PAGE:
American English

Definition of want noun from the Oxford Advanced American Dictionary



    , NAmE//wɔnt//
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    something you need
  1. 1[countable, usually plural] something that you need or want She spent her life pandering to the wants of her children.
  2. lack
  3. 2[uncountable, singular] want of something (formal) a situation in which there is not enough of something; a lack of something a want of adequate medical facilities
  4. being poor
  5. 3[uncountable] (formal) the state of being poor, not having food, etc. Visitors to the slums were clearly shocked to see so many families living in want.
  6. Idioms
    for (the) want of something
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    because of a lack of something; because something is not available The project failed for want of financial backing. We call our music “postmodern” for the want of a better word. We went for a walk for want of something better to do.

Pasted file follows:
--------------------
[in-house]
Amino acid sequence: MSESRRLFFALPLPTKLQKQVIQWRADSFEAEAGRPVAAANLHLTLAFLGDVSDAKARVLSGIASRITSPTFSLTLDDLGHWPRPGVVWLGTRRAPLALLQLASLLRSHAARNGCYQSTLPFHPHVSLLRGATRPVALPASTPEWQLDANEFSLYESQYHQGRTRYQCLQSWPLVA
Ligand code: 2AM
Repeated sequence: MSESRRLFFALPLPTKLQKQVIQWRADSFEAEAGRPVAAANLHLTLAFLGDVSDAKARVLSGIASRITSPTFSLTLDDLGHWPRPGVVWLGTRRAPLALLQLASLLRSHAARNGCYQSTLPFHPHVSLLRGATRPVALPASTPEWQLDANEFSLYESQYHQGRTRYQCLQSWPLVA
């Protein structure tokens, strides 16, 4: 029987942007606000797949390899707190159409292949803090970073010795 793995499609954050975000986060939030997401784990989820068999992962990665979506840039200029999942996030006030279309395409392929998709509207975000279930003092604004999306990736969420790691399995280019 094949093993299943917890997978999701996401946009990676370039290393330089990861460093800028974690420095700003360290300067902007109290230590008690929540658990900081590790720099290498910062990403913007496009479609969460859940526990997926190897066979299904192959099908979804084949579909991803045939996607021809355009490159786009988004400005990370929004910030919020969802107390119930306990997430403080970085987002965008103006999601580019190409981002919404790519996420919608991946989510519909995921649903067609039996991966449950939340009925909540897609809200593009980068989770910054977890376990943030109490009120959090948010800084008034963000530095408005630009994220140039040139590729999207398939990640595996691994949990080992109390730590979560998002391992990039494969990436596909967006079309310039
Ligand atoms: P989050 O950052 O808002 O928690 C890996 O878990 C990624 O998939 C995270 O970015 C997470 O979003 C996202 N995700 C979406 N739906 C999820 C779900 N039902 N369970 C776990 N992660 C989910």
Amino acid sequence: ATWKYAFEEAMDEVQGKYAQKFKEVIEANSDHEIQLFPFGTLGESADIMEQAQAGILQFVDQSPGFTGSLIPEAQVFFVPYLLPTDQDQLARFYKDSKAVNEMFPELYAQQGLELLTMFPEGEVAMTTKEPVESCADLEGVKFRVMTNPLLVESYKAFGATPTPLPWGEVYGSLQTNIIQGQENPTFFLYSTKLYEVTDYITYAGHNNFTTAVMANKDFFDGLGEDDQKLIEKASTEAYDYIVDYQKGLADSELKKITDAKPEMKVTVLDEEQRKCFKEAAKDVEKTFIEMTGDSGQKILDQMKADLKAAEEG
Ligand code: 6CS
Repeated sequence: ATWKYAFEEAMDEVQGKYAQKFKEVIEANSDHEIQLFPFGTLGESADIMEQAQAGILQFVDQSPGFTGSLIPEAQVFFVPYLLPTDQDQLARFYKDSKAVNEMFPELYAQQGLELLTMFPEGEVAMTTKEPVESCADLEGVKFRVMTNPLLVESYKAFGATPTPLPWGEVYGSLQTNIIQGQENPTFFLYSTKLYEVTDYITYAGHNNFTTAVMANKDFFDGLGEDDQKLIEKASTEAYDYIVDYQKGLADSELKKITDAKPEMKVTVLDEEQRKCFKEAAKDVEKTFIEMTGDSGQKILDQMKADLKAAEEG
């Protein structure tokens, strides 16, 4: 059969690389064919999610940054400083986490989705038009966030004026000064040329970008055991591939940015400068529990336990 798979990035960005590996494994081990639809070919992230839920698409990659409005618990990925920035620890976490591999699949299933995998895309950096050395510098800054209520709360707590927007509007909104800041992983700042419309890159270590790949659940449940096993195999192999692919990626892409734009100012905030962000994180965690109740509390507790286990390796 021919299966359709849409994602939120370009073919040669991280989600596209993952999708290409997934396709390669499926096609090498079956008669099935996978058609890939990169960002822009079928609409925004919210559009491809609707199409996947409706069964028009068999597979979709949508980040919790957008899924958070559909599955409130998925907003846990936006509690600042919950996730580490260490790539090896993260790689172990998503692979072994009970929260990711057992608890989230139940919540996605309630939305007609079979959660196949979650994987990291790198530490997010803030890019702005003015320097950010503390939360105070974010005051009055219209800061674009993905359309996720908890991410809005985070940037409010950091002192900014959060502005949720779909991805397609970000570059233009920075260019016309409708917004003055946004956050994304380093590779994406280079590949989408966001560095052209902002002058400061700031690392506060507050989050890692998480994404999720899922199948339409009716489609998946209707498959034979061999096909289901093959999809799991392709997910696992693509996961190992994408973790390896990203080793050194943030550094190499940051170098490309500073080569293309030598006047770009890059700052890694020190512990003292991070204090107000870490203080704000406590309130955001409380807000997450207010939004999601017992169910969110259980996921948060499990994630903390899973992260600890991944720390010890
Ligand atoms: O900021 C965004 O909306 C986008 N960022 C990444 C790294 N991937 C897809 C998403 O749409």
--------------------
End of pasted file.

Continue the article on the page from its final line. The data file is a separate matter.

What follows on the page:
in want of something (formal)
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    needing something The present system is in want of a total review.
    not for (the) want of doing something
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    used to say that if something is not successful, it is not because of a lack of effort If he doesn't manage to convince them, it won't be for want of trying.
See the Oxford Advanced Learner's Dictionary entry: want